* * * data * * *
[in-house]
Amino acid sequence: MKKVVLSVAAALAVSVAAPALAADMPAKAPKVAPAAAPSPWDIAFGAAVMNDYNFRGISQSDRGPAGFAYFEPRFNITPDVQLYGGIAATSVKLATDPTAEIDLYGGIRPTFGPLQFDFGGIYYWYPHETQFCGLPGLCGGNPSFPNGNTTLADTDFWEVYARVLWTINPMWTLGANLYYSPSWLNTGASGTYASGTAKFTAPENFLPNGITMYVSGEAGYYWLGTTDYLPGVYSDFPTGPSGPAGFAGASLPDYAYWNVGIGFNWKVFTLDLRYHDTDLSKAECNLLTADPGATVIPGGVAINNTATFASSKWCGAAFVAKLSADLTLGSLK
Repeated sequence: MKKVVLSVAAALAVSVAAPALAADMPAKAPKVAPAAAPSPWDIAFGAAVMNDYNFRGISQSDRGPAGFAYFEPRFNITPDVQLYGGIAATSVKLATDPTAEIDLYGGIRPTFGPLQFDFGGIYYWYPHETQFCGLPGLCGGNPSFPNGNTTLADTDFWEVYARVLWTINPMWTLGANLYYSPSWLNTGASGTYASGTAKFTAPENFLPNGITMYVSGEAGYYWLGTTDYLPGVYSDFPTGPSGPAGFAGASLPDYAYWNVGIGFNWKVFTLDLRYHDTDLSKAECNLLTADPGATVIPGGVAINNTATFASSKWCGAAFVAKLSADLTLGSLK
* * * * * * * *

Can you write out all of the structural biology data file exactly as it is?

[in-house]
Amino acid sequence: MKKVVLSVAAALAVSVAAPALAADMPAKAPKVAPAAAPSPWDIAFGAAVMNDYNFRGISQSDRGPAGFAYFEPRFNITPDVQLYGGIAATSVKLATDPTAEIDLYGGIRPTFGPLQFDFGGIYYWYPHETQFCGLPGLCGGNPSFPNGNTTLADTDFWEVYARVLWTINPMWTLGANLYYSPSWLNTGASGTYASGTAKFTAPENFLPNGITMYVSGEAGYYWLGTTDYLPGVYSDFPTGPSGPAGFAGASLPDYAYWNVGIGFNWKVFTLDLRYHDTDLSKAECNLLTADPGATVIPGGVAINNTATFASSKWCGAAFVAKLSADLTLGSLK
Repeated sequence: MKKVVLSVAAALAVSVAAPALAADMPAKAPKVAPAAAPSPWDIAFGAAVMNDYNFRGISQSDRGPAGFAYFEPRFNITPDVQLYGGIAATSVKLATDPTAEIDLYGGIRPTFGPLQFDFGGIYYWYPHETQFCGLPGLCGGNPSFPNGNTTLADTDFWEVYARVLWTINPMWTLGANLYYSPSWLNTGASGTYASGTAKFTAPENFLPNGITMYVSGEAGYYWLGTTDYLPGVYSDFPTGPSGPAGFAGASLPDYAYWNVGIGFNWKVFTLDLRYHDTDLSKAECNLLTADPGATVIPGGVAINNTATFASSKWCGAAFVAKLSADLTLGSLK